The project is divided into 5 tasks
•Task 1: Collection
Collect and collate appropriate best practices implemented and supported by scientific evidence
•Task 2 and 3: Development
Develop practical guidelines with those that will use it
•Task 4: Dissemination
Disseminate these guidelines through the networks of the main European stakeholder groups involved
•Task 5: Verification
To verify if the new transport guidelines reached the end-users
See the project website for more information (e.g. guides, factsheets and roadshows; available in 8 languages: English, German, French, Greek, Romanian, Polish, Spanish and Italian).
You can also sign up for the newsletter of the Animal Transport Guidelines project.
Small scale, with an eye for tradition and with a holistic view on nature and farm life – surely this doesn’t make biodynamic agriculture as innovative as one might think. British-based layer farmer Hoeberichts will prove you wrong. He protects his free-range organic hens from avian influenza infection, coming from wild birds, by using laser
The laser (Agrilaser Autonomic) is silent and shows effectiveness of 90% to 100% in bird dispersal at farms, which the Dutch company says makes it a viable alternative to the expensive method of installing nets all around the entire poultry farm.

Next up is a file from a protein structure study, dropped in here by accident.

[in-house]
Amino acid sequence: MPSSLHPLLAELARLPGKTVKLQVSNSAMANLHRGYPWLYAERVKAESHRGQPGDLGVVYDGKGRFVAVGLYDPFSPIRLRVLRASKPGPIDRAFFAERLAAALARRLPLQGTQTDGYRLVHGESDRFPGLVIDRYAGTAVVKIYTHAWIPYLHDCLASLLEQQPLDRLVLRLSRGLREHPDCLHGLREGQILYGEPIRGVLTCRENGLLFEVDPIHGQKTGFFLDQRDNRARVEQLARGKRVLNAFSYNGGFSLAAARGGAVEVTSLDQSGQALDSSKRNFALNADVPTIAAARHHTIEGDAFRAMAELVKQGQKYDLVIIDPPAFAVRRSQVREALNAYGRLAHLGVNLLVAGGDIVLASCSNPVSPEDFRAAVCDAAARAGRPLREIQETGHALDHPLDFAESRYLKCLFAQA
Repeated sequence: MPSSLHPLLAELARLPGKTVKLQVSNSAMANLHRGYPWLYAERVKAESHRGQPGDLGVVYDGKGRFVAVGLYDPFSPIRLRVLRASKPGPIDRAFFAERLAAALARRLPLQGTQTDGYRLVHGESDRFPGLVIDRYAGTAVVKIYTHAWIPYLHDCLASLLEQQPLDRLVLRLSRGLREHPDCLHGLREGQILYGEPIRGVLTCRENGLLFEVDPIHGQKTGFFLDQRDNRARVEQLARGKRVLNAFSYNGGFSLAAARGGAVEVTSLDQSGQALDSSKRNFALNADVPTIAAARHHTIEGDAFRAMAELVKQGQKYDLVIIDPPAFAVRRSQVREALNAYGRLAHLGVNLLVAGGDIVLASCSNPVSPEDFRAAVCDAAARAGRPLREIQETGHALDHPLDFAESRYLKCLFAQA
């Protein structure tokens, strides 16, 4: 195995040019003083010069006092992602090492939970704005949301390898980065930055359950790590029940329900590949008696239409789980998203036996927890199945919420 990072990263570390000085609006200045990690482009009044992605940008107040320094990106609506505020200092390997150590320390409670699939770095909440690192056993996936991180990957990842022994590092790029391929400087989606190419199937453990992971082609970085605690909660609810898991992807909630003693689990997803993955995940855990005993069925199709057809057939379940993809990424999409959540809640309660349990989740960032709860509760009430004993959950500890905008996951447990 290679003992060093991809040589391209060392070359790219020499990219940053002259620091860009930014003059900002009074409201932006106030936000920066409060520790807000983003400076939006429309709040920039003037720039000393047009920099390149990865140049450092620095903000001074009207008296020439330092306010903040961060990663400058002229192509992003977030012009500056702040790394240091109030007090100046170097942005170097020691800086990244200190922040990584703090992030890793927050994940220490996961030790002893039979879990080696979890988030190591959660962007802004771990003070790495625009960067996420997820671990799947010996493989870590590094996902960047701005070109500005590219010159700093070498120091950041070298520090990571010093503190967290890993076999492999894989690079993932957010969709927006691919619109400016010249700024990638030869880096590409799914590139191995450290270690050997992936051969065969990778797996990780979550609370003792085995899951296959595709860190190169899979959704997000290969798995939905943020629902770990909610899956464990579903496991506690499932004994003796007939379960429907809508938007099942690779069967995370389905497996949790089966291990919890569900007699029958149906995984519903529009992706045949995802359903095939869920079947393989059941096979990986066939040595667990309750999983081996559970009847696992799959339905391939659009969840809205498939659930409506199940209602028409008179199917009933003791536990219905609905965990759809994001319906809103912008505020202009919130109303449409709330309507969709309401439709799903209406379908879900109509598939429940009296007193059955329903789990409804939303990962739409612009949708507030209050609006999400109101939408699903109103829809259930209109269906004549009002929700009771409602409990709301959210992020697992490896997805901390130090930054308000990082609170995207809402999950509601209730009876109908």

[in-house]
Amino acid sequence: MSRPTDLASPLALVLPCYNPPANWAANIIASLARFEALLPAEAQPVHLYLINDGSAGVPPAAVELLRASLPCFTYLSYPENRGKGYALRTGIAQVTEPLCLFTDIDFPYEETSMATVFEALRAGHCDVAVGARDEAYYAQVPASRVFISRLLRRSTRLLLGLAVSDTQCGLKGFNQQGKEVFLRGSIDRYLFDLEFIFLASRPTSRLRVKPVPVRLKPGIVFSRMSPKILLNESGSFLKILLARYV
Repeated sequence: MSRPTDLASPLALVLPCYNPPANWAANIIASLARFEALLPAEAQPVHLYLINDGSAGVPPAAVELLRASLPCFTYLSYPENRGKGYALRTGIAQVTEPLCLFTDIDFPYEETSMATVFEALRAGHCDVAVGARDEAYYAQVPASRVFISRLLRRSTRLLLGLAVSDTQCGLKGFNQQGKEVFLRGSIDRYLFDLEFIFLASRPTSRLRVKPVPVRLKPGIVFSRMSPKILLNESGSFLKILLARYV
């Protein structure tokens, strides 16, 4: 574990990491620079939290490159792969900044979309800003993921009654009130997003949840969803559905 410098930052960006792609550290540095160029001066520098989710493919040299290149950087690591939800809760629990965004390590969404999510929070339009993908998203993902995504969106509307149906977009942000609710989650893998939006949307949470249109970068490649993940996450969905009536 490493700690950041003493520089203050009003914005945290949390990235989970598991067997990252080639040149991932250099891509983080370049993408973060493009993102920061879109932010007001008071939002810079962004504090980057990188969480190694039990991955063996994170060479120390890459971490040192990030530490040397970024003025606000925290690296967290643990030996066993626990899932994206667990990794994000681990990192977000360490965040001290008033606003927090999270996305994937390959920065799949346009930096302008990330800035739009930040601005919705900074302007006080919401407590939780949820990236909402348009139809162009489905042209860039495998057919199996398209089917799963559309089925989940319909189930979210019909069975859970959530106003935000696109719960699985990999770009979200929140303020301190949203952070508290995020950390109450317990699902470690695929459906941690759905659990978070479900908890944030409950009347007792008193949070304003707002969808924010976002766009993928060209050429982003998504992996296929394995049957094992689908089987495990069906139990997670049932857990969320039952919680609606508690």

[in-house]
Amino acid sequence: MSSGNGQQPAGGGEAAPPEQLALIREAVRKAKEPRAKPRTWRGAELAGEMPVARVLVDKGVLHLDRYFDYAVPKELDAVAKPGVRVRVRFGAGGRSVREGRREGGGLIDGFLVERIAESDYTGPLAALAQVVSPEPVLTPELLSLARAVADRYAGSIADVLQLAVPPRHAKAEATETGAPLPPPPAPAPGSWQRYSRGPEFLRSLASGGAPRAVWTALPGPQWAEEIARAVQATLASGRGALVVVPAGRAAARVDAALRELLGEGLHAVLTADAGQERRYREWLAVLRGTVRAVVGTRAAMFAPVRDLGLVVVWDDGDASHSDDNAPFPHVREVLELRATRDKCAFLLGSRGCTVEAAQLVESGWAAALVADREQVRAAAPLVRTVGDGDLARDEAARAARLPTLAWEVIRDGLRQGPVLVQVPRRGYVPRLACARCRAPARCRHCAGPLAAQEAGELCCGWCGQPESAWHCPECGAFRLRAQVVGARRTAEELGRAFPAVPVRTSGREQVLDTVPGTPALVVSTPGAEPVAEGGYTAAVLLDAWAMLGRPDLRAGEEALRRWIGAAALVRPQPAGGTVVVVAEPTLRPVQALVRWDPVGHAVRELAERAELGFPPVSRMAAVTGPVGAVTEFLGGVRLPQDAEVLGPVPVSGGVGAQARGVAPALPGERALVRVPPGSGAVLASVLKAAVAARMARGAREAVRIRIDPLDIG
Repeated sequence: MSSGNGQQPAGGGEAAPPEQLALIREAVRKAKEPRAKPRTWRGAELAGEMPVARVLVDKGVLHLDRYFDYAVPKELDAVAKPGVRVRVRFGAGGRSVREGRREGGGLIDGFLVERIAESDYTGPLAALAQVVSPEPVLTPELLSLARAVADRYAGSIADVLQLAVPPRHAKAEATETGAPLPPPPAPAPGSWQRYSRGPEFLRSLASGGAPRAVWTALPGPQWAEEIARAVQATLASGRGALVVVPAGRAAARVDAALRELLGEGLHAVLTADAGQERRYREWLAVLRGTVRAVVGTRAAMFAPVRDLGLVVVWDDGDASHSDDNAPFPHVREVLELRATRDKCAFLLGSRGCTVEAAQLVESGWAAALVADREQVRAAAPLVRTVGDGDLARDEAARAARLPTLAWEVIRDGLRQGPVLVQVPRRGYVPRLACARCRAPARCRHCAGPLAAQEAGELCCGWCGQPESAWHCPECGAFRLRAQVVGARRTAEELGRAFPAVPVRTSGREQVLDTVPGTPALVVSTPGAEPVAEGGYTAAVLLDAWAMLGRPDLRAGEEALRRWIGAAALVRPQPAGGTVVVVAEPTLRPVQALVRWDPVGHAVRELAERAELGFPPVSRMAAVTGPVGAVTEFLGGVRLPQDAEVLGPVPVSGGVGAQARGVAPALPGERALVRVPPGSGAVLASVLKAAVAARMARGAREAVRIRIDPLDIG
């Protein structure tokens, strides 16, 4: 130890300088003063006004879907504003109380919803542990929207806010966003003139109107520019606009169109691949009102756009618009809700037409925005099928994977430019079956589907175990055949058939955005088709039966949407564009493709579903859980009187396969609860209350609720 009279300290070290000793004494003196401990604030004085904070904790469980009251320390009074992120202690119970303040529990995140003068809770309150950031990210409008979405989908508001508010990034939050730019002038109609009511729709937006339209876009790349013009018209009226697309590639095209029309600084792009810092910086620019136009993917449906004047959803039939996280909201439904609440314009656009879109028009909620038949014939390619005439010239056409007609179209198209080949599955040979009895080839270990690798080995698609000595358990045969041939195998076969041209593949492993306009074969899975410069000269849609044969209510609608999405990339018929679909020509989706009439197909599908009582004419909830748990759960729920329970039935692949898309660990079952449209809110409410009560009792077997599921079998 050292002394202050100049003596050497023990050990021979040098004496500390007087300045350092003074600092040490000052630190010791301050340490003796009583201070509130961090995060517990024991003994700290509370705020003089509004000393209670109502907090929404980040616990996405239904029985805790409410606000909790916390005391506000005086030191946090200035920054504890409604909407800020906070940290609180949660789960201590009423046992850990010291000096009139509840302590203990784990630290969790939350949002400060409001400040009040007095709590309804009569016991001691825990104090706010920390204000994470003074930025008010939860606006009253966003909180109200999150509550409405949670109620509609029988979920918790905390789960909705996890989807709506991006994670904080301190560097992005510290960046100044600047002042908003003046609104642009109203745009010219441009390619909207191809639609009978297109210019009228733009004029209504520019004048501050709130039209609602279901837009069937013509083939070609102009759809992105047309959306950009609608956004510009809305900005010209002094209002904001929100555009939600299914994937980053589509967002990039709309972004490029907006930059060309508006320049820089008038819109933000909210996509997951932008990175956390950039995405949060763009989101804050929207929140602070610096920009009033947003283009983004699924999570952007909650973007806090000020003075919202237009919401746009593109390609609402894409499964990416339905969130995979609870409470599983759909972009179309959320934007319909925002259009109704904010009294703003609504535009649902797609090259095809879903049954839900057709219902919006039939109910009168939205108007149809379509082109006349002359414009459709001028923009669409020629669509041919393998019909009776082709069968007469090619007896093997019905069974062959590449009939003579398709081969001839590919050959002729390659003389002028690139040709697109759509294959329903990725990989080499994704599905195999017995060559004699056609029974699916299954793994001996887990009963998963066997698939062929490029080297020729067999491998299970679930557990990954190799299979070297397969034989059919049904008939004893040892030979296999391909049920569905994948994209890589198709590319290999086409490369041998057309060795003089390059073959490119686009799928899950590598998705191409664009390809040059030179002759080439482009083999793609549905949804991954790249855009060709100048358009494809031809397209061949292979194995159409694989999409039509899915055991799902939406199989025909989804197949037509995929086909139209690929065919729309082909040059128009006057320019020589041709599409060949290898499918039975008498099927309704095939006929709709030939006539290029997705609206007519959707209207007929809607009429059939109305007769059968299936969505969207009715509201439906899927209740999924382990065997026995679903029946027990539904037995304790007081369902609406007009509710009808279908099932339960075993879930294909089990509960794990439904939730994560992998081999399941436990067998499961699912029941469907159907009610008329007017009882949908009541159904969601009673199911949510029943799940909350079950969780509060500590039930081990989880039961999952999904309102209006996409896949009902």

… Read more (Article by Chris McCullough in Poultry World).
Feather pecking, the pecking at or removal of feathers from one bird by another, is a problem in the poultry industry. Elimination of damaging feather pecking from flocks is made especially difficult by the numerous factors that appear to influence its prevalence. This review outlines the various contributors to feather pecking organised around Tinbergen’s four questions on causation, ontogeny, phylogeny and function. There is growing evidence that feather pecking (especially severe feather pecking) is related to foraging motivation and gut function. However, other factors, such as improper early experiences, strain and individual differences and perseveration of the behaviour help explain its continued occurrence, even if the birds are kept in enriched environments. To date, methods of dealing with feather pecking are inadequate and involve welfare concerns of their own and alternate solutions, such as provision of forages, are not usually successful in abolishing feather pecking behaviour. The problems of excessive pelage/plummage removal or redirected oral/foraging related behaviour are not unique to poultry and seem to occur in other species in which foraging and forage intake is important. Between species comparisons of related behaviour patterns may improve our understanding of feather pecking and help to design effective solutions. In order to solve the problem of feather pecking, the factors discussed in this review need to be accounted for or we risk applying ‘band-aid’ solutions, which may appear outwardly to be solving the problem. However, the underlying cause(s) may still be present and the animal’s welfare may still be compromised.